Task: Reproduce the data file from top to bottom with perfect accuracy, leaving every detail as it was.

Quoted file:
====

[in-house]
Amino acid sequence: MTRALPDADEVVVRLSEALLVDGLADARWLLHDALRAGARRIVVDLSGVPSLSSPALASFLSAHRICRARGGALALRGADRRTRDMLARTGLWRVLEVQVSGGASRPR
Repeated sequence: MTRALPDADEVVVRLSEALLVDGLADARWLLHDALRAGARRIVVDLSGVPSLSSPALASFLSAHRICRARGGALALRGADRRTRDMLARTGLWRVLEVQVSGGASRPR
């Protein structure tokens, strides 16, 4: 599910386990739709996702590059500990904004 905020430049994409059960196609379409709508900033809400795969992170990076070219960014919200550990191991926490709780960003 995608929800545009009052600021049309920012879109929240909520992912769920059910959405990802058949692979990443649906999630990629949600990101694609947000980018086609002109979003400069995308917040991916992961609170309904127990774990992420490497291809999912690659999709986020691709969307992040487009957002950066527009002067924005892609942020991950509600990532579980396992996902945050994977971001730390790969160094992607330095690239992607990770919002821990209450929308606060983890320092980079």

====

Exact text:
[in-house]
Amino acid sequence: MTRALPDADEVVVRLSEALLVDGLADARWLLHDALRAGARRIVVDLSGVPSLSSPALASFLSAHRICRARGGALALRGADRRTRDMLARTGLWRVLEVQVSGGASRPR
Repeated sequence: MTRALPDADEVVVRLSEALLVDGLADARWLLHDALRAGARRIVVDLSGVPSLSSPALASFLSAHRICRARGGALALRGADRRTRDMLARTGLWRVLEVQVSGGASRPR
């Protein structure tokens, strides 16, 4: 599910386990739709996702590059500990904004 905020430049994409059960196609379409709508900033809400795969992170990076070219960014919200550990191991926490709780960003 995608929800545009009052600021049309920012879109929240909520992912769920059910959405990802058949692979990443649906999630990629949600990101694609947000980018086609002109979003400069995308917040991916992961609170309904127990774990992420490497291809999912690659999709986020691709969307992040487009957002950066527009002067924005892609942020991950509600990532579980396992996902945050994977971001730390790969160094992607330095690239992607990770919002821990209450929308606060983890320092980079």